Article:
Introduction


Part 1: Why Are Some Climate Variations Predictable At All?
+ Part 1: Sect 2
+ Part 1: Sect 3
+ Part 1: Sect 4
+ Part 1: Sect 5
+ Part 1: Sect 6
+ Part 1: Sect 7
+ Part 1: Sect 8
+ Part 1: Sect 9
+ Part 1: Sect 10
+ Exercise 1


Part 2: Using Models As Tools to Estimate the Predictability of Seasonal Climate
+ Part 2: Sect 2
+ Part 2: Sect 3
+ Part 2: Sect 4
+ Part 2: Sect 5
+ Exercise 2


Part 3: Seasonal Climate Forecasts: Basic Methods for Large-Scales and Downscaling
+ Part 3: Sect 2
+ Part 3: Sect 3
+ Part 3: Sect 4
+ Part 3: Sect 5
+ Part 3: Sect 6
+ Exercise 3


Part 4: Creating Information that can Better Support Decisions: Downscaling
+ Part 4: Sect 2
+ Part 4: Sect 3
+ Part 4: Sect 4
+ Part 4: Sect 5
+ Part 4: Sect 6
+ Part 4: Sect 7
+ Part 4: Sect 8
+ Part 4: Sect 9
+ Exercise 4


Conclusion
Introduction

Advances in recent decades in the science of seasonal-to-interannual climate prediction have created a technology with potentially substantial societal benefit. It is now possible to have more accurate advance warning of the range of seasonal climate patterns to expect with a lead-time of a few months, at least for many parts of the tropics and in a few higher latitude regions as well. In recent years, as attempts to use the information have intensified, it has become clear that a further step was needed: to translate the seasonal climate forecasts into the information that more directly mattered for decisions in such sectors as agriculture and water resource management. Often, this meant interpreting the seasonal climate forecasts at smaller spatial and temporal scales and in terms of new environmental variables and features - activities that have become variously referred to as downscaling. The approach in this course is from this perspective of a user or generator of seasonal forecast information wishing to understand more the regional scales of climate forecasting in order to have a better knowledge base for addressing regional and local problems.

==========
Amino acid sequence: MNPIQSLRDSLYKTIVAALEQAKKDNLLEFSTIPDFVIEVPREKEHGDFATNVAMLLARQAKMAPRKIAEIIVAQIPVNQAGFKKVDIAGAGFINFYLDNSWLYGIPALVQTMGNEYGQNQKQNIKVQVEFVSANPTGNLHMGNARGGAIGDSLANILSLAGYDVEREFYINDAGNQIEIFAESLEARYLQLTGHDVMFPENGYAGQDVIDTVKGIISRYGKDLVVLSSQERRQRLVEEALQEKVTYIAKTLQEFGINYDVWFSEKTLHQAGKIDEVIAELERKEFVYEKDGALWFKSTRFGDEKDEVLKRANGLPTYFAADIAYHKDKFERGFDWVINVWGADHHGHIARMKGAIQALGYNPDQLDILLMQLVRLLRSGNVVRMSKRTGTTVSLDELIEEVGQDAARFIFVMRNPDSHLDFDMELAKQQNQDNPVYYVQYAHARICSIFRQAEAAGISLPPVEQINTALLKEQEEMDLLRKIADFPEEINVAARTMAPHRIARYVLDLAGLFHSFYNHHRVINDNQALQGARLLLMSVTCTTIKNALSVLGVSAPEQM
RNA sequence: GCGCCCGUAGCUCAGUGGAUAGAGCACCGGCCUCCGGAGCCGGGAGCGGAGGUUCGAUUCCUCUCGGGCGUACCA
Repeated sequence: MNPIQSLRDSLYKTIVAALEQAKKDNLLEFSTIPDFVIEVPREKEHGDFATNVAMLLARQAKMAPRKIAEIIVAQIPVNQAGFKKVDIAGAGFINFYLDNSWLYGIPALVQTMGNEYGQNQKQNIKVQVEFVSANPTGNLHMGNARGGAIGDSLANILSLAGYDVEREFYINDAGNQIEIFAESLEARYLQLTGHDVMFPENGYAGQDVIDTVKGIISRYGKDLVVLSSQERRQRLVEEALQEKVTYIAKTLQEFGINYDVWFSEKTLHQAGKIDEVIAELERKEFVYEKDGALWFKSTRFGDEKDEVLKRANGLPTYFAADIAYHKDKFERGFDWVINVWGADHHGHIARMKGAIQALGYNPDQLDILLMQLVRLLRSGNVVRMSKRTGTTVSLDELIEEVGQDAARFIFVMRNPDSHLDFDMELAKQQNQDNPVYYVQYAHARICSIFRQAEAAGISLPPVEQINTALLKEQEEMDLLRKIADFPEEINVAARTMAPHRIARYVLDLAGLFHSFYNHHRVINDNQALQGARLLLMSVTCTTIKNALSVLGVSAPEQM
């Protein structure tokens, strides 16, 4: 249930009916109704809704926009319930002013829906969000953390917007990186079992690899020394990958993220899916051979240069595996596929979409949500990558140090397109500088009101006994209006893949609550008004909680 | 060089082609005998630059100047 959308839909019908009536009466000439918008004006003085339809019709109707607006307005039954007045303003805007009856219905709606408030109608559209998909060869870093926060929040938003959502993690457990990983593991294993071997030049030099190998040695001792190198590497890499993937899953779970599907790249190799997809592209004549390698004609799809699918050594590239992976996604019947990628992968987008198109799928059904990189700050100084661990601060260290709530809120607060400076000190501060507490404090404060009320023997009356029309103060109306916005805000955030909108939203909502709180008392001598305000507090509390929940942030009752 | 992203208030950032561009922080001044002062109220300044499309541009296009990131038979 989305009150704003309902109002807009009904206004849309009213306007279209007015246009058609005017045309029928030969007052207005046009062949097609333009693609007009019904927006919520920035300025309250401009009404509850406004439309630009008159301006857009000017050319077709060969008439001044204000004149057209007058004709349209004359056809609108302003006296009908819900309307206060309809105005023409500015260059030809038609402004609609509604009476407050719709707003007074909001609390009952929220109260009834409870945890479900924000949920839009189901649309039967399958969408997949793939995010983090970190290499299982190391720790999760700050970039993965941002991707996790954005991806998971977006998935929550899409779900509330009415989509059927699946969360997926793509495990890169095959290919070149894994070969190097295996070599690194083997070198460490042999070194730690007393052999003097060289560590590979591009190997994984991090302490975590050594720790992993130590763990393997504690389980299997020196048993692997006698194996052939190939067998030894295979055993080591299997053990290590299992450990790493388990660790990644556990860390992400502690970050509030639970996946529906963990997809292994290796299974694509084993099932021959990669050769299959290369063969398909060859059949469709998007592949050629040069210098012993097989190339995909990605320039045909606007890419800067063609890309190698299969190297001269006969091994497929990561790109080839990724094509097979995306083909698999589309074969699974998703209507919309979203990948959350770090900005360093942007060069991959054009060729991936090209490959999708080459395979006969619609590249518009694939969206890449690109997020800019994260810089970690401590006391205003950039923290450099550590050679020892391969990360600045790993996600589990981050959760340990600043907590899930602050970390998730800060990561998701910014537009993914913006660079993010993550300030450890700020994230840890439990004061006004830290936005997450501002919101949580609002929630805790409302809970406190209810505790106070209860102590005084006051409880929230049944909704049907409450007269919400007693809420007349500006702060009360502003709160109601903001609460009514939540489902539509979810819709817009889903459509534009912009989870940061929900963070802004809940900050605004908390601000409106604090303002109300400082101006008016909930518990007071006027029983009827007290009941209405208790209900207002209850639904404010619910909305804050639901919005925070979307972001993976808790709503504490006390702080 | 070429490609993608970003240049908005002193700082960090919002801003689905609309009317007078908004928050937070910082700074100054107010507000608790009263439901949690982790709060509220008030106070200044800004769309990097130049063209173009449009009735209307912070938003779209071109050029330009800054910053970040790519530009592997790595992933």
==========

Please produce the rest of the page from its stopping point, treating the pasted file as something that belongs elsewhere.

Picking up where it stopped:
To appreciate the potential to generate information at smaller scales and for new environmental variables, it is first necessary to grasp how seasonal prediction is possible at all. That is, to see how the nature of the coupled ocean-atmosphere interaction on our planet leads to modifications of the large-scale wind patterns to expect in the coming season (Part 1). Understanding how climate models capture that predictability provides further insight to the problem (Part 2). Downscaling approaches for seasonal prediction are placed in the context of the suite of current seasonal forecast methods (Part 3), leading to a detailed treatment of the current issues and potential for generating the more detailed forecast information to support decisions (Part 4). Each of the lectures has an accompanying practical exercise to illustrate some of the key concepts in the lectures. For their own selected geographical region of interest, students will analyze the observed seasonal rainfall variability since 1950, learn how to evaluate the potential seasonal predictability for that region, based on analysis of climate datasets (such as sea-surface temperature) and prediction output from Global Climate Models (GCMs), and finally gain experience in the difficult problem and associated uncertainties, in interpreting downscaled predictability.

The course assumes a general understanding of basic concepts underlying environmental science and numerical analysis (such as correlation and regression). However, the technical content is kept to a minimum, seeking more to provide conceptual understanding. It is anticipated that the course will be useful as part of introductory material for climate science or as part of a course in a related discipline, as well as for professionals involved in creating, using or communicating climate information.

  Next